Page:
Yamamoto has expressed that, at its core, men and women want to "look sexy" when they get dressed. Sex and power have always been intertwined, and his clothes accentuate the tension between those ideas. In his 2010 biography with Ai Matsuda, My Dear Bomb, Yamamoto traces the history of upscale men's clothes to London's Savile Row.
"That is where a true gentleman's appearance was decided, emerging from their common sense aesthetic," he writes. "The authority of that aesthetic is buttressed by the hegemony of Europe, and we simply must acknowledge that fact when we discuss men's fashion. The question we need to ask is, 'How do we break loose of those conventions?'"
Indeed, Yamamoto claims that the Western ideals of proportions and beauty have "poisoned our sensibilities," saying that Japanese culture has historically found something seductive about the nape of the neck or the curves of the back. Yamamoto expresses his predilection for the “sweeping curve from the ribcage" from the waist to the hips. "It is the most subtle line, curving like a serpent," he writes.
In 1989, German filmmaker Wim Wenders was tasked by the Centre du Georges Pompidou to create a documentary on Yamamoto, and the resulting Notebook On Cities and Clothes finds Wenders evolving from an anti-fashion stance into understanding the complex relationship between clothes, designers and identity.
"Maybe fashion and cinema have something in common," posits Wenders in the film's opening. He's right. There is perhaps no other movie moment that perfectly summarizes the sexually powerful, pseudo-masculine appeal of Yamamoto's clothes quite like a scene in the erotic thriller 9 1/2 Weeks in which Kim Basinger, riding crop in hand, does a striptease in a Yamamoto-designed white shirt and coordinating pinstripe pencil skirt and jacket.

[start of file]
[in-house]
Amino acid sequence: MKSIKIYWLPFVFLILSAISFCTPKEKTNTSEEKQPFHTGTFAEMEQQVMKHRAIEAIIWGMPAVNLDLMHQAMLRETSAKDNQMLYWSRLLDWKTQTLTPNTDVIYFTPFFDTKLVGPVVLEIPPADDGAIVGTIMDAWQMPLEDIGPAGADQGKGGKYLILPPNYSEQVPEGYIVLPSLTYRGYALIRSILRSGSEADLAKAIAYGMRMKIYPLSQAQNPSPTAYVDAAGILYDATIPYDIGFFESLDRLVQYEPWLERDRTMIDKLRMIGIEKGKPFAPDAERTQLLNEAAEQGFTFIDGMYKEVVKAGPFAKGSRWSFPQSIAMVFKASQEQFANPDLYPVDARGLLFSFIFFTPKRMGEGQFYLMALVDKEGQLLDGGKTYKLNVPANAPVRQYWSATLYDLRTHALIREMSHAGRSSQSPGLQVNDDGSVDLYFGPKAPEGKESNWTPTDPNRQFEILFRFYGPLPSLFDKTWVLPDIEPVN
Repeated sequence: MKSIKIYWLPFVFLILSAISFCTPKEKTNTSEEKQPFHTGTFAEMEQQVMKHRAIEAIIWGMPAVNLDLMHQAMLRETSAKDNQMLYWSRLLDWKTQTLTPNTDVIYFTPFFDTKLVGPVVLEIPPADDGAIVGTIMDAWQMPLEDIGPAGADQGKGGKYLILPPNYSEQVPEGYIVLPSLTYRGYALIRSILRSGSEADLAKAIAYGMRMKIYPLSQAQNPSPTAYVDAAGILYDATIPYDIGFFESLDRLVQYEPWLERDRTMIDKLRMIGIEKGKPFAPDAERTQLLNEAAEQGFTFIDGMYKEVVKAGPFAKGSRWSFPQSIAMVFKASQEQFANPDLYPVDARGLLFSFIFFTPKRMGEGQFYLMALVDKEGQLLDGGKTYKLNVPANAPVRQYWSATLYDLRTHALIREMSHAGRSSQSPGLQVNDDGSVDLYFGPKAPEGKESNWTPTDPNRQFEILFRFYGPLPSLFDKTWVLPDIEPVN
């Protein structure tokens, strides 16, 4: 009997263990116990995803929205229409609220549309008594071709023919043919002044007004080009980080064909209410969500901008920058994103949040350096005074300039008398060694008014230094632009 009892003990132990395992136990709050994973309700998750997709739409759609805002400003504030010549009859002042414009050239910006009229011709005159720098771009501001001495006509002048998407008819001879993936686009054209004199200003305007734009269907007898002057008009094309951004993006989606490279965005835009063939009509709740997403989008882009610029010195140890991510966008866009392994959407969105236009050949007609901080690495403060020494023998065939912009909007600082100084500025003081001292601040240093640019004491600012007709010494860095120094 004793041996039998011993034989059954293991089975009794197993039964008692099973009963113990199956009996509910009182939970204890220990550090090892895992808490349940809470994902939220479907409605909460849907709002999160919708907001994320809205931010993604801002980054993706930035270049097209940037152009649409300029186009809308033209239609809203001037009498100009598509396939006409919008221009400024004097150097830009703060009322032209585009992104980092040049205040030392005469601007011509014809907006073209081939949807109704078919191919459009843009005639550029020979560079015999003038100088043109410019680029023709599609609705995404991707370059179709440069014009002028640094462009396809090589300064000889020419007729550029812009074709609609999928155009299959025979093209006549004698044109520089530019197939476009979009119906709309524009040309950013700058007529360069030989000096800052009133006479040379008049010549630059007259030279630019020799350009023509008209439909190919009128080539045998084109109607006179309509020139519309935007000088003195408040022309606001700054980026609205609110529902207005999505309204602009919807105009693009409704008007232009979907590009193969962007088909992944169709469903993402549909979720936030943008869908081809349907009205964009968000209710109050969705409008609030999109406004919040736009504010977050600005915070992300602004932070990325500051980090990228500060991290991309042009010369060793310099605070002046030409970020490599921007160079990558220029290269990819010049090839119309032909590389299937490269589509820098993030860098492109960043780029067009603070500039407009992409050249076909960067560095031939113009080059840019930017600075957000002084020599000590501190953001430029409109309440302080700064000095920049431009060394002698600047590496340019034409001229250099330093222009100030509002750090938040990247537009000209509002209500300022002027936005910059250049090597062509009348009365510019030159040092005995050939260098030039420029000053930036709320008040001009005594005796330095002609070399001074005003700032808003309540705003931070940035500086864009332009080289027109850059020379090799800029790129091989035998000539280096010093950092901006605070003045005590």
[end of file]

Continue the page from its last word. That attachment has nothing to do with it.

Yamamoto's collections are characterized by conflict and darkness. Not just in his predominantly black clothes, but the multitudes they contain: the way they hide and complement the body, and somehow speak to the past, present and future. They are equal parts artifact and time machine. Wenders notices this when he describes the existential experience of wearing a Yohji Yamamoto shirt and a jacket he bought.
"I felt protected like a knight in his armor...The label said 'Yohji Yamamoto,' who was he? What secret had he discovered?" asks Wenders. "With this shirt and this jacket it was different—from the beginning they were new and old at the same time. In the mirror I saw me of course, only better.”
Yamamoto, who once described his clothing as armor that protects you from unwelcome eyes, approaches fashion the same way Bruce Wayne approaches crime fighting. It's a long-term form of catharsis guided by the notion of violent altruism. Granted, Batman's violence is more literal and Yamamoto's is more metaphysical, but both have come up with unique coping mechanisms for their respective inner turmoil.
"When I think of my father, I realize that the war is still raging inside me," admits Yamamoto in the film.
In the climax of The Dark Knight Rises, Batman tips off Commissioner Jim Gordon to his secret identity by alluding to the notion that clothes can be as protective as a masked vigilante's high-tech armor.
"A hero can be anyone," he tells Gordon. "Even a man doing something as simple and reassuring as putting a coat around a young boy's shoulders to let him know that the world hadn't ended."